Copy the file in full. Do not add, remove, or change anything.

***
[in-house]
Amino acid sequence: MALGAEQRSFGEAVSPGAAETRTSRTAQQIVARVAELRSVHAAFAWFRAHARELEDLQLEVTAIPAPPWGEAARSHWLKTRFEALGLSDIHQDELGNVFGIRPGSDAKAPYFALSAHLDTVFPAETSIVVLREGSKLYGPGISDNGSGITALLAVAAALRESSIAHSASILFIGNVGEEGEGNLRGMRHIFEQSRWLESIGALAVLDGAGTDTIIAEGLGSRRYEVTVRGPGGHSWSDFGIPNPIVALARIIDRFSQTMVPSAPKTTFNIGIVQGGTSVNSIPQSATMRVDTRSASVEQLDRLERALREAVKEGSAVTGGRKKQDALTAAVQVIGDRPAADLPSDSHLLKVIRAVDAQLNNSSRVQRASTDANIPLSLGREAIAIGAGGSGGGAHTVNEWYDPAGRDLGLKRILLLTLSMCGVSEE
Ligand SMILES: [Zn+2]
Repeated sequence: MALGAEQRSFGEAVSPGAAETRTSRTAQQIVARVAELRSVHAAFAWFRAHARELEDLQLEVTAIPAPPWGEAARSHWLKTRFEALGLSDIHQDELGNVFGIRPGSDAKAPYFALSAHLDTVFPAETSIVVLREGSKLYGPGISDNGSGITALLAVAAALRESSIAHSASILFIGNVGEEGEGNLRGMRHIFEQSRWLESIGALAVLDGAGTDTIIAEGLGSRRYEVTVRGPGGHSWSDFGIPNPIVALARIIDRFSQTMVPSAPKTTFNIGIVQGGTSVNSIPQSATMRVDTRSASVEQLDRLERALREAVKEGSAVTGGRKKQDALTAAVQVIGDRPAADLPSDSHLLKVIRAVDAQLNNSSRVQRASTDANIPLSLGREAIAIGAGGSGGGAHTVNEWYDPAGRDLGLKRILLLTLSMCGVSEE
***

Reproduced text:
[in-house]
Amino acid sequence: MALGAEQRSFGEAVSPGAAETRTSRTAQQIVARVAELRSVHAAFAWFRAHARELEDLQLEVTAIPAPPWGEAARSHWLKTRFEALGLSDIHQDELGNVFGIRPGSDAKAPYFALSAHLDTVFPAETSIVVLREGSKLYGPGISDNGSGITALLAVAAALRESSIAHSASILFIGNVGEEGEGNLRGMRHIFEQSRWLESIGALAVLDGAGTDTIIAEGLGSRRYEVTVRGPGGHSWSDFGIPNPIVALARIIDRFSQTMVPSAPKTTFNIGIVQGGTSVNSIPQSATMRVDTRSASVEQLDRLERALREAVKEGSAVTGGRKKQDALTAAVQVIGDRPAADLPSDSHLLKVIRAVDAQLNNSSRVQRASTDANIPLSLGREAIAIGAGGSGGGAHTVNEWYDPAGRDLGLKRILLLTLSMCGVSEE
Ligand SMILES: [Zn+2]
Repeated sequence: MALGAEQRSFGEAVSPGAAETRTSRTAQQIVARVAELRSVHAAFAWFRAHARELEDLQLEVTAIPAPPWGEAARSHWLKTRFEALGLSDIHQDELGNVFGIRPGSDAKAPYFALSAHLDTVFPAETSIVVLREGSKLYGPGISDNGSGITALLAVAAALRESSIAHSASILFIGNVGEEGEGNLRGMRHIFEQSRWLESIGALAVLDGAGTDTIIAEGLGSRRYEVTVRGPGGHSWSDFGIPNPIVALARIIDRFSQTMVPSAPKTTFNIGIVQGGTSVNSIPQSATMRVDTRSASVEQLDRLERALREAVKEGSAVTGGRKKQDALTAAVQVIGDRPAADLPSDSHLLKVIRAVDAQLNNSSRVQRASTDANIPLSLGREAIAIGAGGSGGGAHTVNEWYDPAGRDLGLKRILLLTLSMCGVSEE